Job candidates who complete face-to-face interviews and are not hired often wonder why they hear nothing or only receive a brief notice stating that they were not selected for the job. Some hiring managers, when asked, will provide feedback to help candidates know how to improve their job search skills. Others, however, will not give feedback even after polite requests from the job seeker.
Candidate feedback varies from company to company and from hiring manager to hiring manager. Some reasons for leaving a candidate in the dark are fairly justifiable — others are not. Here are several common reasons that hiring managers don’t give feedback.
The Hiring Manager Is Uncomfortable Telling You the Truth
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Many graduates think applying for internships and scholarships is simply a lesser version of a job search. Why is this not the case?
The world of employment is a much more competitive landscape today. New grads need to realize that thousands of other kids their age are in the same boat and there are a lot less dream jobs than dream seekers. With unemployment at a rate of 7.4% the competition also extends to experienced job seekers who are willing to take unpaid internships just get their “foot back in the door.”
Scholarships are also highly competitive – if your grades are exceptional, if you’re athletically talented, if you have some strong performance talent, or if you’re deeply engaged in community service, you may be able to qualify for a scholarship — but you will be competing with hundreds of other talented students for the same scholarship.
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What are some of the unique interview challenges new grads face when compared to their more-seasoned counterparts?
Great question! The unique interview challenges that all new grads face as they enter the job market include:
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Which makes you more nervous, a job interview or a first date?
Regardless of your answer, the two have a lot in common. One such commonality is the importance of telling good stories — an ability that can make or break your interview (or date). Below, author and talent acquisition specialist Dominic Bokich, explains how dating experience ties into job search success.
You say that experience in the dating world is relevant to success in the job search. Does this mean if I am terrible at dating that I’ll be terrible in the job search?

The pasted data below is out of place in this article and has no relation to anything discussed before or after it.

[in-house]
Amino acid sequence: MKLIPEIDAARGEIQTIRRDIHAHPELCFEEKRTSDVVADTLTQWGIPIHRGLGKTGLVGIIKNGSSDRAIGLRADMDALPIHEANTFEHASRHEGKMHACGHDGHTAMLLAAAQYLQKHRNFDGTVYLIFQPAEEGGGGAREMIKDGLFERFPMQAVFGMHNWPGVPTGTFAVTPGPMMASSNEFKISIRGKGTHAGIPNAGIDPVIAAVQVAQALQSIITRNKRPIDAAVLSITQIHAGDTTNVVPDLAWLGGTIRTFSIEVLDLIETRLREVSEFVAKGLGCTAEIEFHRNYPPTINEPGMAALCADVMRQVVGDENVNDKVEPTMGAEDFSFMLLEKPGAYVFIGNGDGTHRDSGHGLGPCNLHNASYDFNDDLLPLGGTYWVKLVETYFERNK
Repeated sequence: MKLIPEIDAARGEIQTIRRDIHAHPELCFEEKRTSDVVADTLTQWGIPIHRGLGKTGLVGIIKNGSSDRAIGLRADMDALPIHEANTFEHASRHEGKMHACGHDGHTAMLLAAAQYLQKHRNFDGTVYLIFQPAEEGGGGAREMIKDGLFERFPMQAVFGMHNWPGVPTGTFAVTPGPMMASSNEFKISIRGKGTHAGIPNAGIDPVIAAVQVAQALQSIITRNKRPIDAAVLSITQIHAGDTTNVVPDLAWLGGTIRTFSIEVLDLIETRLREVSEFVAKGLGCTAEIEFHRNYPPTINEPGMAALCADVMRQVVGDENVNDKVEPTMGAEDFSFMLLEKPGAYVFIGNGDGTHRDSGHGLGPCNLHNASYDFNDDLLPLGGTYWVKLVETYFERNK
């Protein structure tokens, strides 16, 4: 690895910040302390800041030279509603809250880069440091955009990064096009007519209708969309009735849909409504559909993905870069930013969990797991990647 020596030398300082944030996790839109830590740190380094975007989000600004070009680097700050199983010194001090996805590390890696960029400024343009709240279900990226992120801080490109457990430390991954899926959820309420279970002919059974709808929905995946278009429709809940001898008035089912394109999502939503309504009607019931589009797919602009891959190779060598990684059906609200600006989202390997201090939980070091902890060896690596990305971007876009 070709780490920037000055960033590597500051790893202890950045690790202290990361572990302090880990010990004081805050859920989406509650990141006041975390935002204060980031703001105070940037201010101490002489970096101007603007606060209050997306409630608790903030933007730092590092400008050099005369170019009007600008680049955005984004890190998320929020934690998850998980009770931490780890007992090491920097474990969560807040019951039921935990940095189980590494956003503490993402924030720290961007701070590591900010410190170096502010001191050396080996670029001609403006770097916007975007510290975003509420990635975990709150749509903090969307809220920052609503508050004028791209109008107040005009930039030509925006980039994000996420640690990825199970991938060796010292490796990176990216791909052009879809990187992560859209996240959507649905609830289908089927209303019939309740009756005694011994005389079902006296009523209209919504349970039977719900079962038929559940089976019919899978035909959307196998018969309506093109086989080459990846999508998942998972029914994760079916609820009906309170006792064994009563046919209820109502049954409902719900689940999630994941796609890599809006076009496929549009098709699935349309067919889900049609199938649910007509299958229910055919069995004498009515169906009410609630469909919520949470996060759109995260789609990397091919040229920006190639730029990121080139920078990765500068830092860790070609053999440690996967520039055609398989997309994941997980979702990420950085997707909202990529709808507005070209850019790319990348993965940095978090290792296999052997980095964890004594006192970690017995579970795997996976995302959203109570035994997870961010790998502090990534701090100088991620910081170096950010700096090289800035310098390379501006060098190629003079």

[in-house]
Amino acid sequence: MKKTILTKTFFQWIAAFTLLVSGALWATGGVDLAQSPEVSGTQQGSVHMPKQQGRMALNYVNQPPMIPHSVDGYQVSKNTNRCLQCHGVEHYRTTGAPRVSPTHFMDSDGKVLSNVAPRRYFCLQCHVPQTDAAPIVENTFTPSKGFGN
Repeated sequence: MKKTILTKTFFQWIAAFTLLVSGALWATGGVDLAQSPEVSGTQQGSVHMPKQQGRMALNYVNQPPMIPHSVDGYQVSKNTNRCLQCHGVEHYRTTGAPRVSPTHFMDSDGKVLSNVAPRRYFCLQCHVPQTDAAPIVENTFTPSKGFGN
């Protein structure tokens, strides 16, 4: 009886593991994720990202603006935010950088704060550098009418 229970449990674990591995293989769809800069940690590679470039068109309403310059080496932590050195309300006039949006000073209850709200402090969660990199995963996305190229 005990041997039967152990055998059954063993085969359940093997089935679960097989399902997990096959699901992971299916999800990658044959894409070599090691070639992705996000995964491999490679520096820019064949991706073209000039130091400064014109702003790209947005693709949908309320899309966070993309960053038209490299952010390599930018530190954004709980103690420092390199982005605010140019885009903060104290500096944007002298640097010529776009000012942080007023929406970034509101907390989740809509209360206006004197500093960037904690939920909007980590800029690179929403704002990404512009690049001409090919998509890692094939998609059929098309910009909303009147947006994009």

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What if I told you that a simple change in phrasing could make a huge difference in your job interview performance? In today’s career expert Q&A, Marc DeBoer, founder of abetterinterview.com, teaches us why and how to use flattery in job interviews. Welcome to “Flattery 101.”
When you talk about flattery in job interviews, you don’t mean complimenting the hiring manager’s shoes. What do you mean?
That’s funny! That’s the first time I’ve heard that question, but a great one to ask. If you did go that route, it would definitely start the interview with a laugh, but has more potential for negative than positive.
The problem with interviews and our perception of them is that we believe they are all about us as the candidate ( « Tweet this ). The interviewer asks us questions and we do all the talking and maybe, if we are lucky, at the end we can ask a few questions. We need to change the way we think about interviews; they’re not about us, they’re about the interviewer. At the end of the day, the interviewer has a problem and that problem is represented through an open job and because of that, we are just a potential solution to that problem.
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Job interviews should be taken seriously, but that doesn’t mean you should not smile. In fact, whether you’re participating in a phone screen, an in-person interview, or salary negotiations, it benefits you to smile. Ramon Santillan explains why in today’s Career Expert Q&A.
You say that smiling during a phone interview can help a job seeker land an in-person interview. Why is that?
In nature a higher pitched voice means that something is safe (think of a monkey sound) whereas a low voice means danger (think of a lion growling). Now think about what a smile is: a person bearing their teeth. If you were to see a dog bearing his teeth you would see that as a sign of aggression and not friendliness.
So why do humans see a smile as a sign of friendliness? That is because when you smile, the muscles that activate actually reduce the size of your vocal cavity making your voice higher pitched. Try saying “Hi Baby” in a deep voice. Now try the same exercise but using a high pitched voiced. You will notice that you can’t make a high pitched sound with your voice unless you smile.
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